Irons, professor of political science and director of the Earl Warren Bill of Rights Project at the University of California, San Diego, as well as the author of eight other books on the U.S. Supreme Court, provides an excellent general history of the Court accessible to lay readers. The main theme is the attempts of ordinary citizens to attain their rights (especially of free speech, religious practices, and personal privacy) through appeal to the Court and to change the shape and meaning of our Constitutional system. Irons briefly discusses judicial opinions in major cases throughout history and shows when the Justices chose to apply constitutional principles, often to the detriment of civil rights and to the rights of disadvantaged groups, such as blacks and women. The book ends with the Casey (1992) decision and the presidential election of 1992. This book will give the general populace better understanding of the Constitution and its history.ASteven Puro, St. Louis Univ.
Copyright 1999 Reed Business Information, Inc.
Irons, a civil liberties lawyer and history professor, brings to life the common people whose real-life circumstances proved precedent setting in Supreme Court decisions. He focuses on the human aspect of decisions, from the impact of the slave trade and related issues in the formation of the nation to the contradictory values of the founding fathers and subsequent lawmakers. Irons reveals that the Bill of Rights was not central to the views of one founder, James Madison; the focus on individual rights was actually a compromise designed to secure ratification of the Constitution. Irons examines how the law has intersected with politics, from the passage of the Thirteenth, Fourteenth, and Fifteenth amendments during the radical reconstruction period through the Jim Crow era, when blacks were stripped of previously adjudicated rights. Irons clearly and repeatedly shows how the law reflects political reality above esoteric legal mandates. Irons continues his analysis to 1992, with case histories exploring the political context of the times. His work gives contextual richness to the history of an important American institution.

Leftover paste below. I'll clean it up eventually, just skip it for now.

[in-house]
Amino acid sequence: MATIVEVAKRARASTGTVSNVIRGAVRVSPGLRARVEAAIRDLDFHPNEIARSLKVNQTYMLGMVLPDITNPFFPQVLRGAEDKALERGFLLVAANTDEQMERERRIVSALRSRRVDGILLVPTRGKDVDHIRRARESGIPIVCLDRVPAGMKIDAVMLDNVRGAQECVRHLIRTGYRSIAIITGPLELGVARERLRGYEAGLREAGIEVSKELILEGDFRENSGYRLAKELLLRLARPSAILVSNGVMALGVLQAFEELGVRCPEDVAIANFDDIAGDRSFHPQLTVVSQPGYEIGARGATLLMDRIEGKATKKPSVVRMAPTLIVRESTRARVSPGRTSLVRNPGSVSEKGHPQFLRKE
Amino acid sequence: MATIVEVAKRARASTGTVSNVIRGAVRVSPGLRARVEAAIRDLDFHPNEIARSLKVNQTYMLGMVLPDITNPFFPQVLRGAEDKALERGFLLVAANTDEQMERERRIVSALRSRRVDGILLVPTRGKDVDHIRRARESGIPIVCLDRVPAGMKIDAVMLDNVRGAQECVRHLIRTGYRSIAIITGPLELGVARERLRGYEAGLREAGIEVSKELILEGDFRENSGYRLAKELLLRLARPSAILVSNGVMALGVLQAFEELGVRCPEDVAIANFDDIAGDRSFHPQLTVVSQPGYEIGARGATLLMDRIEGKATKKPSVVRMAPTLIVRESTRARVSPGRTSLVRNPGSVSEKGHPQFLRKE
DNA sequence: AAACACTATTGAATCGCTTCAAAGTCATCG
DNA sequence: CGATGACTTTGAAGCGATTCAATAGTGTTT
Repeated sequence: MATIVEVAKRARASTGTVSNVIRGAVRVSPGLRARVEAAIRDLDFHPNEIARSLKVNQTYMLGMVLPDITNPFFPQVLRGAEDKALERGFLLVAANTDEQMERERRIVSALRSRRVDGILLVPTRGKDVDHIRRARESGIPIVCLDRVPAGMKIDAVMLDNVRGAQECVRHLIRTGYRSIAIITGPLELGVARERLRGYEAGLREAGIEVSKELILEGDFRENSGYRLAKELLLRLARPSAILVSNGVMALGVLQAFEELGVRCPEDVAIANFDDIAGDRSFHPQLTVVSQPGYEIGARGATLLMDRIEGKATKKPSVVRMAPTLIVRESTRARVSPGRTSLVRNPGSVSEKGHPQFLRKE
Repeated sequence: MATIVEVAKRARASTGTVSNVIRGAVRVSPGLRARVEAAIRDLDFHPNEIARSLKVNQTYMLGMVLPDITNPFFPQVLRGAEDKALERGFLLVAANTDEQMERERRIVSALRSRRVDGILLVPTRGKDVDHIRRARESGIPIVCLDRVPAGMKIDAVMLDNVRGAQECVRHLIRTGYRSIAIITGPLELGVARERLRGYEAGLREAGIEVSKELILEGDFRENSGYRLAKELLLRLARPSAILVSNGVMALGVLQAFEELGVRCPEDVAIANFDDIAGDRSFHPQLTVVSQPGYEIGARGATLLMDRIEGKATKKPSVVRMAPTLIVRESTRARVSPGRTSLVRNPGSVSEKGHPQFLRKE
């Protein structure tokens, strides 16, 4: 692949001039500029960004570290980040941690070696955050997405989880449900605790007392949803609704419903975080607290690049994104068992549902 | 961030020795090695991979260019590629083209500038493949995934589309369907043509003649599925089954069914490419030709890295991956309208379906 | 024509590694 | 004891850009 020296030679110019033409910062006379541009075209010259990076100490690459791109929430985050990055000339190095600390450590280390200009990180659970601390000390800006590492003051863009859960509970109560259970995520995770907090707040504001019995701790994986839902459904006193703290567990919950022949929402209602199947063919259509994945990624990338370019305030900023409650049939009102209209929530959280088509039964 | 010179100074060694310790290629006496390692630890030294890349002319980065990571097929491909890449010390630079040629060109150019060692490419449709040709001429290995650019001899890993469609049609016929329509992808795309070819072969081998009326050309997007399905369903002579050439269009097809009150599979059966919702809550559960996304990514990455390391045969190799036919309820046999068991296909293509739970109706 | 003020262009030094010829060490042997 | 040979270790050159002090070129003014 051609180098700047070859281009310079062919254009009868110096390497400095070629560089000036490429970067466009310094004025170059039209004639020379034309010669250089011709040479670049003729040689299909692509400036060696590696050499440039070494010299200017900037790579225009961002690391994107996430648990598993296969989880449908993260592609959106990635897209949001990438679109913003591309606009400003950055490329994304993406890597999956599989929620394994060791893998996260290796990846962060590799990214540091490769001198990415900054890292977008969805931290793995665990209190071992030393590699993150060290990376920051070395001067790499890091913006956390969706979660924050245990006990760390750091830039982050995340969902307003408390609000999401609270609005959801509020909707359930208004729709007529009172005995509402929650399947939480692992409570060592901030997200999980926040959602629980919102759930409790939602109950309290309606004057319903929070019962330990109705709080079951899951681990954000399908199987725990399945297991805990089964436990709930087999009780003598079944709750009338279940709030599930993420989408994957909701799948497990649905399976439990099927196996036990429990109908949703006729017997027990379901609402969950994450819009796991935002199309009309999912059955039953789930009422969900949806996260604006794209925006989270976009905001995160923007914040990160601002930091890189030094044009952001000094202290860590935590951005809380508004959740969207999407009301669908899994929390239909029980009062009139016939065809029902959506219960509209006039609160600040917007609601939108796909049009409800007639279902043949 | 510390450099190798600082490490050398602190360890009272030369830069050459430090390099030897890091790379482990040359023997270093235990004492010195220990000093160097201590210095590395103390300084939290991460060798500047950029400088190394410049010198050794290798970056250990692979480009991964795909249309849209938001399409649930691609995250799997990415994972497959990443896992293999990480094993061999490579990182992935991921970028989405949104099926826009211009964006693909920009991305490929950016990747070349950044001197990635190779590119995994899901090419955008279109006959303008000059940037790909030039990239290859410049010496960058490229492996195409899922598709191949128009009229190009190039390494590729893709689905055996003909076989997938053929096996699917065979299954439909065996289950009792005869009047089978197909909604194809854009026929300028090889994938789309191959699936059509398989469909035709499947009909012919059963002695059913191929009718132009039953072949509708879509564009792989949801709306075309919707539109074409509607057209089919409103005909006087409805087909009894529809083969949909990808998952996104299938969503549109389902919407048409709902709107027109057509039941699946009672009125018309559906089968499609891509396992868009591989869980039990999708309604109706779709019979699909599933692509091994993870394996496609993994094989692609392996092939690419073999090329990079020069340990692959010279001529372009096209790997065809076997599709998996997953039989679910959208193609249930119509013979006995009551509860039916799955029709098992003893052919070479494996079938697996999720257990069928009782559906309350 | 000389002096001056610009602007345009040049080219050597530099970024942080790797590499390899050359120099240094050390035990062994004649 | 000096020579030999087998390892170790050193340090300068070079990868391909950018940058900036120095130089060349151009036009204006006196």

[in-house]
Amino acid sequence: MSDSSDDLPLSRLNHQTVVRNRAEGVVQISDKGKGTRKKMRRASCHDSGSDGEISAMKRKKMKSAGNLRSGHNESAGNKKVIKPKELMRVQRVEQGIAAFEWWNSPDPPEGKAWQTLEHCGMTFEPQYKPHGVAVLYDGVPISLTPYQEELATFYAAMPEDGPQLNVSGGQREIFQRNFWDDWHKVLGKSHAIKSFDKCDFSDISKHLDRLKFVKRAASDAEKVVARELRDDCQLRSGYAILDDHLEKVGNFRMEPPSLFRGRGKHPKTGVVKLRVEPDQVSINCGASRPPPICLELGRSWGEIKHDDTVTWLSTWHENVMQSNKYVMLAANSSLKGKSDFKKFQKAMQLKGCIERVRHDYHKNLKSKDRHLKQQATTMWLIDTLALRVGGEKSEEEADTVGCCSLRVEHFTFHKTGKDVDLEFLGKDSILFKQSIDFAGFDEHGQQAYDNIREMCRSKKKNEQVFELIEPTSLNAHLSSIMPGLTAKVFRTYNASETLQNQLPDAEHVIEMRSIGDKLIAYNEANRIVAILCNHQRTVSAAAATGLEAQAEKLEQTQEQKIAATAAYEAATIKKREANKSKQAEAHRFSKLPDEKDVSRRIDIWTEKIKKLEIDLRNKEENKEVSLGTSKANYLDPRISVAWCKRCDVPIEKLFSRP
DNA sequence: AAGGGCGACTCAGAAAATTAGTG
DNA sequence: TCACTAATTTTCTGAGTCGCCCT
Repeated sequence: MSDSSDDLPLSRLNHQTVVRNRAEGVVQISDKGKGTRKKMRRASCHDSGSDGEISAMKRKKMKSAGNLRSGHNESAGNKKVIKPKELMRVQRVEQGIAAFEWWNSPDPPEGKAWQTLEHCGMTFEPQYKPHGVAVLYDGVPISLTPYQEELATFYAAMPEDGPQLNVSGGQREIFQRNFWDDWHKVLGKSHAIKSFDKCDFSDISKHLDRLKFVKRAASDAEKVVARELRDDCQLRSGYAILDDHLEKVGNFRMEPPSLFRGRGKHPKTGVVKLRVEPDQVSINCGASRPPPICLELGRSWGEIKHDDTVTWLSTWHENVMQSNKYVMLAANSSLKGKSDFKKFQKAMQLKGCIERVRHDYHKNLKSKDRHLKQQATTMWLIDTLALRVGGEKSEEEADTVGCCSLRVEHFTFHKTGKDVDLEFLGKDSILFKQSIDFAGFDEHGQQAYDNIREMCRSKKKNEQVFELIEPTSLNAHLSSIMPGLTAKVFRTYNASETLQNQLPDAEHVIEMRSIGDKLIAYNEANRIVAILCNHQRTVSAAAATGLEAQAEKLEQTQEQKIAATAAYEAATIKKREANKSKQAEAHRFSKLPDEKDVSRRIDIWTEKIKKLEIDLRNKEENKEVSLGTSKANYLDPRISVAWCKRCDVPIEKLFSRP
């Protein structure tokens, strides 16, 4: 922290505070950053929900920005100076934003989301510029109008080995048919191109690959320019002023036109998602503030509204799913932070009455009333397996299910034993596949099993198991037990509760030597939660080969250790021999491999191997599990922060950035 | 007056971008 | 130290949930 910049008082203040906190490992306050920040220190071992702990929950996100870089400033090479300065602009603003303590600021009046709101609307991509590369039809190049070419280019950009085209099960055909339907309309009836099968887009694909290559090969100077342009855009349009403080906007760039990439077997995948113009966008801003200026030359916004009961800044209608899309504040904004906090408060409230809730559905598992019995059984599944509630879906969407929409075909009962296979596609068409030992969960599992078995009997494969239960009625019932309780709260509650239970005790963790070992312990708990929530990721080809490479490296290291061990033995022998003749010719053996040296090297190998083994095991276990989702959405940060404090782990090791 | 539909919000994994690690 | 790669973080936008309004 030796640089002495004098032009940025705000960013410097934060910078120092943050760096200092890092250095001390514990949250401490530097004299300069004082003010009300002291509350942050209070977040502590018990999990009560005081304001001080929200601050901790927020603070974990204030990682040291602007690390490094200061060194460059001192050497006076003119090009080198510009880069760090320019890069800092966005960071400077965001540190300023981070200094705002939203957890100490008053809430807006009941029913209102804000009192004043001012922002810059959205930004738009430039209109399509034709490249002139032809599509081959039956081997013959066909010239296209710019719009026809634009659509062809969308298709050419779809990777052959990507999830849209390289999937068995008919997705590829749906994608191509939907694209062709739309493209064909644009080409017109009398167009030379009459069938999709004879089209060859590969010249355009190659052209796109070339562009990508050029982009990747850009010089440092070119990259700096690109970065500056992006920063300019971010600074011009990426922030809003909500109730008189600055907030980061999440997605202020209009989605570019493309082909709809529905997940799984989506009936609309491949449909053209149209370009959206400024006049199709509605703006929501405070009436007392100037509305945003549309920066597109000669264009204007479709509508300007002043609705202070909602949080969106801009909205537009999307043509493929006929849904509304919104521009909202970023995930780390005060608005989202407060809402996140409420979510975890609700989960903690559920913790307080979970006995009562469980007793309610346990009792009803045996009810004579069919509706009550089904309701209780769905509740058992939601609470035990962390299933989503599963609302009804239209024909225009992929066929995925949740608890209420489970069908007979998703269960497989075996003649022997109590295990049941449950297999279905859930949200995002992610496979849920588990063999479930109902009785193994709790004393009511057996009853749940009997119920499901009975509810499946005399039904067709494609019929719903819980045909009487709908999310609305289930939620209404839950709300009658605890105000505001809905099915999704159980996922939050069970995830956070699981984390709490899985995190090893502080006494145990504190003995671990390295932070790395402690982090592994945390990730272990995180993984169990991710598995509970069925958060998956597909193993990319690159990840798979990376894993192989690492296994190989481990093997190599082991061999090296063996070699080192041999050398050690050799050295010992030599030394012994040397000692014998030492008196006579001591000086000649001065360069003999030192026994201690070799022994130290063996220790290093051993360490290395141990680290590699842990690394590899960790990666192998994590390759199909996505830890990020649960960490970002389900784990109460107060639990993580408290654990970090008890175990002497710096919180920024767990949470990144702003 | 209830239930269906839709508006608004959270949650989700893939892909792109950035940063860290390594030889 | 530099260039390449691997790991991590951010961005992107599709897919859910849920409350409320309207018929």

From Kirkus Reviews
This sweeping history of the Supreme Court will thoroughly aggravate anyone who believes, along with Robert Bork or Justice Antonin Scalia that the Constitution should be read narrowly. Irons (Political Science/Univ. of California, San Diego; May It Please the Court: The First Amendment, 1997, etc.) makes no bones about his ideological stance. To him, the Constitution must be construed in the context of an evolving nation. Not surprisingly, former Justice William Brennan remains my judicial ideal and inspiration. Irons is at his best when he focuses on those litigants before the Court who were outsiders seeking empowerment: people like Fred Korematsu, who challenged the evacuation of Japanese-Americans during WWII, or Homer Plessy, who in 1892 had the audacity to ride in a Louisiana railroad car reserved for white passengers. The decision to explain the Supreme Court and its evolving doctrines through the stories of those whose cases generated rulings that subsequently affected every citizen makes the book accessible to nonlawyers who have a general interest in legal history. This may be why the chapters that trace the early years of the court make for slow going: the little guy litigants with whom Irons identifies are missing, and instead we are left slogging through rehashed material. Finally, while Irons is unabashed about his viewpoint, this candor does nothing to assure readers new to the subject that they are getting the whole, if partisan, story. Irons has a disquieting habit of using loaded adjectives and verbs when describing the thoughts of those justices with whom he disagrees. Thus, Felix Frankfurter pontificates and gives a civics lecture in an opinion that Irons views as wrongheaded, and he barely conceals his disdain for justices, like William Rehnquist and Clarence Thomas, on the other side of the ideological debate. Irons is preaching to the choir. While his history contains a few great stories, it will change no minds. (Book-of-the-Month Club selection) --
Copyright ©1999, Kirkus Associates, LP. All rights reserved.